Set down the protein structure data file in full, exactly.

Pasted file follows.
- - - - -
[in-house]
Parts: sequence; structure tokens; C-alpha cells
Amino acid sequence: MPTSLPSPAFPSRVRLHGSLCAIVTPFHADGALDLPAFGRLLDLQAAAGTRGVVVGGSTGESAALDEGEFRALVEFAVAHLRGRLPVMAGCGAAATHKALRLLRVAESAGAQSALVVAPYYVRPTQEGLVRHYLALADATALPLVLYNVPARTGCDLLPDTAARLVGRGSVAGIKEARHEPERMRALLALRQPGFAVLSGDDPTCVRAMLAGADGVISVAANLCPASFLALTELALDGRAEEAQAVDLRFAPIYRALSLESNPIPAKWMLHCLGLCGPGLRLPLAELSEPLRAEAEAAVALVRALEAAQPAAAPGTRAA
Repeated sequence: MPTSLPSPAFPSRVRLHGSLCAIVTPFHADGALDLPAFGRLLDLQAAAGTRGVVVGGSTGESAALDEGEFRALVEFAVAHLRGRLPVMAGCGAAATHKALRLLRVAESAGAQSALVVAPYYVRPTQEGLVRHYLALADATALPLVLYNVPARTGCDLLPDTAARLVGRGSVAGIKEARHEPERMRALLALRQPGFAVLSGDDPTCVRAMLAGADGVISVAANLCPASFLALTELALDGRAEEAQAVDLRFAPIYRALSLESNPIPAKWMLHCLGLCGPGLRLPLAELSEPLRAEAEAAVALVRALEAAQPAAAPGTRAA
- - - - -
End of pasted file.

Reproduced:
[in-house]
Parts: sequence; structure tokens; C-alpha cells
Amino acid sequence: MPTSLPSPAFPSRVRLHGSLCAIVTPFHADGALDLPAFGRLLDLQAAAGTRGVVVGGSTGESAALDEGEFRALVEFAVAHLRGRLPVMAGCGAAATHKALRLLRVAESAGAQSALVVAPYYVRPTQEGLVRHYLALADATALPLVLYNVPARTGCDLLPDTAARLVGRGSVAGIKEARHEPERMRALLALRQPGFAVLSGDDPTCVRAMLAGADGVISVAANLCPASFLALTELALDGRAEEAQAVDLRFAPIYRALSLESNPIPAKWMLHCLGLCGPGLRLPLAELSEPLRAEAEAAVALVRALEAAQPAAAPGTRAA
Repeated sequence: MPTSLPSPAFPSRVRLHGSLCAIVTPFHADGALDLPAFGRLLDLQAAAGTRGVVVGGSTGESAALDEGEFRALVEFAVAHLRGRLPVMAGCGAAATHKALRLLRVAESAGAQSALVVAPYYVRPTQEGLVRHYLALADATALPLVLYNVPARTGCDLLPDTAARLVGRGSVAGIKEARHEPERMRALLALRQPGFAVLSGDDPTCVRAMLAGADGVISVAANLCPASFLALTELALDGRAEEAQAVDLRFAPIYRALSLESNPIPAKWMLHCLGLCGPGLRLPLAELSEPLRAEAEAAVALVRALEAAQPAAAPGTRAA